The people who seem to have the most opposition to the MMT school of thought are the Austrians. It really strikes at the core of all they are opposed to............... on MORAL grounds, of course. I find myself attracted to arguing the merits of my views with Austrians more than any other group and its usually because they make such strong moral claims about their arguments. I cant say I've ever felt I've argued an Austrian out of their view (about as likely as arguing a fundamentalist Baptist out of his view) but I have been able to crystallize I think what it is that they see morally wrong with my view of the economy and money. As I see it the Austrians have the largest problems with the following ideas; 1) A "state" issued money, especially if its not backed by gold 2) A central bank which is there as lender of last resort 3) Efforts to "stimulate" the economy 4) State provided employment or pensions 5) Inflation, which is really a result of the previous 4 in their view 6) States regulating business activity, which should be left to the court system (presumably a creation of the state)
I see #1 as falling under the "Money is the root of all evil" (MIROAE) type moral framework. The state takes over our money system and cannot be trusted with this responsibility and always ends up debasing our currency as they pursue frivolous wars, handouts to cronies etc etc. #2 falls into this category as well but also into the "Two wrongs dont make a right" (TWDMAR) framework I described in part I. Backstopping unproductive behavior is always and everywhere simply rewarding failure and cannot have a redeeming value in this view. #3 I would put into the "Invisible hand"(IH) framework. The economy is seeking a right equilibrium and we only delay, for a period, that effort. Stimulus never works we only think it works. #4 Is in the MIROAE because by giving people money for unproductive (anything outside private sector is simply exploiting private sector production) activity we are making them lazy, dependent and worthless. #5 I see as a falling into all three categories, which is due to the nebulous nature of inflation. To the Austrian inflation occurs because a state spends new money into an economy, the central bank monetizes debt and state employees have guaranteed raises and generous pensions which cause wage price spirals. Money is evil when spent by a state and guaranteed employment contracts go against the invisible hand regulating labor supply an demand through wage adjustments. #6 definitely falls into the IH framework as businesses are viewed as being sensitive to price fluctuations as their signals. Regulations, by affecting the costs, end up distorting price signals and increase uncertainty, leading businesses to functionless then optimally. Left alone businesses will always get it right because prices will reflect all real information out there. If their product is dangerous, we'll find out and punish them by not buying it. If their product is of poor quality, we'll price it lower then the higher quality competitor. Attempts by outside agents to rectify these issues will only end up hurting consumers, it is postulated.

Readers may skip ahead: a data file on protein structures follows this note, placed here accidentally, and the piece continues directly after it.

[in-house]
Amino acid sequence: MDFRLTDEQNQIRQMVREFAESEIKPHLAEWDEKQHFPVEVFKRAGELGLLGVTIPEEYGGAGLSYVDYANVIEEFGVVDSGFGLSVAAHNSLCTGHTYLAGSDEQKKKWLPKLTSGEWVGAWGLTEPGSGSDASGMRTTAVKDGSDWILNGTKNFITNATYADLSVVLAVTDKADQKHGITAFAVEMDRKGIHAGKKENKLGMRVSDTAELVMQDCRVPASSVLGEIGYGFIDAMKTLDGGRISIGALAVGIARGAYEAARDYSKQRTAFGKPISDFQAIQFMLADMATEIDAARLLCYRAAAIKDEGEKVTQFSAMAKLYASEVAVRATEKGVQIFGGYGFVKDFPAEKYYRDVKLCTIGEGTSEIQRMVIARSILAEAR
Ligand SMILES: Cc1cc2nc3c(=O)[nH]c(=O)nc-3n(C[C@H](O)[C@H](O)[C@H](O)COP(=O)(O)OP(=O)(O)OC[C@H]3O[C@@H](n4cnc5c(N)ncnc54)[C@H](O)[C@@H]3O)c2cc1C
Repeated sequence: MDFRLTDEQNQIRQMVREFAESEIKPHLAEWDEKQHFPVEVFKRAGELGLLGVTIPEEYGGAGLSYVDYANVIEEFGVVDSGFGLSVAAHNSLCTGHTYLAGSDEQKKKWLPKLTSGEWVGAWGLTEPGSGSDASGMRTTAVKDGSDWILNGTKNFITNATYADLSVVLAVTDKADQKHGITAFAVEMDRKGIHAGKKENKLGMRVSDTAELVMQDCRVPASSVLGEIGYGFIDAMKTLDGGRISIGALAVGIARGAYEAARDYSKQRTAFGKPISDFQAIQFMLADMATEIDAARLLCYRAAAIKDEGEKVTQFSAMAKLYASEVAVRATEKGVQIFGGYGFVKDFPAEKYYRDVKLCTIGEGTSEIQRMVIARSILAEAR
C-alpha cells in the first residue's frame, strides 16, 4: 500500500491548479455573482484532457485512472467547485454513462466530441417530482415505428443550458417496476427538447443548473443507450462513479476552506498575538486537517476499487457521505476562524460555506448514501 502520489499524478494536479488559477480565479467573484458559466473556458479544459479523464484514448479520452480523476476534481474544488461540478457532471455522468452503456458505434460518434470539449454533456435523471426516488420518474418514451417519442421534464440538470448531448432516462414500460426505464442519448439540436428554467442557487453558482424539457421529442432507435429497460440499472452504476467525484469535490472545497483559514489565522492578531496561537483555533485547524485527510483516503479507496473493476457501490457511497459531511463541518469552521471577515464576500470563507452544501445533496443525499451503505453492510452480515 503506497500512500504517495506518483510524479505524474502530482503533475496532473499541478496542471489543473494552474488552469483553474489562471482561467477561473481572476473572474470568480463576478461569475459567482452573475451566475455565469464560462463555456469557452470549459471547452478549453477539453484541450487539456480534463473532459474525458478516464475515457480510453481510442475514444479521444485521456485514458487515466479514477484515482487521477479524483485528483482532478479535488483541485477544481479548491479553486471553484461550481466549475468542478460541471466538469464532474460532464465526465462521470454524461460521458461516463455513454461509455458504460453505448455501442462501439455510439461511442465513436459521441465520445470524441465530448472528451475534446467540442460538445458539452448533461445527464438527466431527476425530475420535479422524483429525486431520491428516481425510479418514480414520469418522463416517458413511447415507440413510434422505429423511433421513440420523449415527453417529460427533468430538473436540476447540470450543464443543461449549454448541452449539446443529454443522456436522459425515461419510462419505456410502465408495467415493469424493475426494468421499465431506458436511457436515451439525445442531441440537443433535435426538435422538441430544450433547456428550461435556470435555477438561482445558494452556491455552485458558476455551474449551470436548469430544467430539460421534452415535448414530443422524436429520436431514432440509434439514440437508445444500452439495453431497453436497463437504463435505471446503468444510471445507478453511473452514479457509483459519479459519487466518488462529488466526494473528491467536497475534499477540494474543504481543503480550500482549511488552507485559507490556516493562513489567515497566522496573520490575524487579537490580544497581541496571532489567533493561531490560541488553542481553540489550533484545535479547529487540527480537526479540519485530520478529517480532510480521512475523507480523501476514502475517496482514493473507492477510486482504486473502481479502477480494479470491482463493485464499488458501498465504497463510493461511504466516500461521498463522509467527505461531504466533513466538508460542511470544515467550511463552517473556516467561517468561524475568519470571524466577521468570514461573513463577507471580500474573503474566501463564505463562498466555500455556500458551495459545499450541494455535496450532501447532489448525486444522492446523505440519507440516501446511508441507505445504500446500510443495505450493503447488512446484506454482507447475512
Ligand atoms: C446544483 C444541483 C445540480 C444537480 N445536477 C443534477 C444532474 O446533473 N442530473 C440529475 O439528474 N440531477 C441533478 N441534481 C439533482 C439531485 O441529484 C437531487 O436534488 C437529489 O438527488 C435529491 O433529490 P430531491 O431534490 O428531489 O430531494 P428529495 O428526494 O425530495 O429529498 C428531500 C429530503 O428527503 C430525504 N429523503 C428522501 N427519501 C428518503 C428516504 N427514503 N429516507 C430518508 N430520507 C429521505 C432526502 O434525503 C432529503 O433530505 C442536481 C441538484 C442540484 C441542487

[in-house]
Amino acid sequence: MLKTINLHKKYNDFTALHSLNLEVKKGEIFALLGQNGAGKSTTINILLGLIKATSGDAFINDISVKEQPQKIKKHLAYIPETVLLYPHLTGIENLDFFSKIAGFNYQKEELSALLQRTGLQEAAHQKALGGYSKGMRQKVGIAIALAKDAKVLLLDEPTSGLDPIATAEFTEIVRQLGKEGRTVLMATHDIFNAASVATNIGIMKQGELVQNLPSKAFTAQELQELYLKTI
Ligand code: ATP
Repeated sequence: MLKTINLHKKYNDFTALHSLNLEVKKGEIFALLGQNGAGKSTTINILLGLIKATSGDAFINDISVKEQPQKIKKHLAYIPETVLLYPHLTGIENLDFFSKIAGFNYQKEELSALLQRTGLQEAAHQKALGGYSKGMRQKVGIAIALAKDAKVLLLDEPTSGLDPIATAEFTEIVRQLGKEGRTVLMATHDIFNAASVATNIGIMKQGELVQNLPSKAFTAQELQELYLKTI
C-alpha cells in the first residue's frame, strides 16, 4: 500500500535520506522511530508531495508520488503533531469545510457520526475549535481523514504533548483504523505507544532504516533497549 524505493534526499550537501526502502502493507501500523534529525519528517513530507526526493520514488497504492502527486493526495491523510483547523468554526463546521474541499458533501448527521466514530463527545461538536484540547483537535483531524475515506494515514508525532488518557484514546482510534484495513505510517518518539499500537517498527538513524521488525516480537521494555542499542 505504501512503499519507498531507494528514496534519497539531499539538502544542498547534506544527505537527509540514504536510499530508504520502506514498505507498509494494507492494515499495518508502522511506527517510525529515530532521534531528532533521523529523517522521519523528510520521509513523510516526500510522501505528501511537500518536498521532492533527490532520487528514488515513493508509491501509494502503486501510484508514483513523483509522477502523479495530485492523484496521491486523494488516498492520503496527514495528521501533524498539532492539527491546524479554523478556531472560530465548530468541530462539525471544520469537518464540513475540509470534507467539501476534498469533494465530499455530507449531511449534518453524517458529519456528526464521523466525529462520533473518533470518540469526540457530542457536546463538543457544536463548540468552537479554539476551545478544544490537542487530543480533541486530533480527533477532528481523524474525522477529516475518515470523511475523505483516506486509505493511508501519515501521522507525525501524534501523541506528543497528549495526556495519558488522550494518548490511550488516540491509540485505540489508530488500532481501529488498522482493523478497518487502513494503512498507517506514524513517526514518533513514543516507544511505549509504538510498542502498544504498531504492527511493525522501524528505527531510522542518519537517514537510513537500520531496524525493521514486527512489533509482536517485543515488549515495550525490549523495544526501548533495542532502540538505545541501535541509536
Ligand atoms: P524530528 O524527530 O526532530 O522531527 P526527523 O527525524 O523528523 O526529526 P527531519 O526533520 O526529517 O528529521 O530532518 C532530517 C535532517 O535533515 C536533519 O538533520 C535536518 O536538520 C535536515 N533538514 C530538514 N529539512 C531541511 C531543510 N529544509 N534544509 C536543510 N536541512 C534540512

The common theme in these critiques is the negative aspect of "The State" and the perfect condition of "markets". States always morph towards an immoral polluter of human quests to be economically free. While markets express and satisfy human whims and desires when allowed to operate uninhibited. This brings forth two questions (just to start) for me; So what makes a state different than a market? Is not the state a market response to the human question of "How best to organize and protect our collective interests"?
I can already see this exploration taking a lot of tangents but I want to try and focus my efforts on the six forementioned ideas and I hope to use the answers to my 2 questions to begin to show that the Austrians are creating a false dichotomy.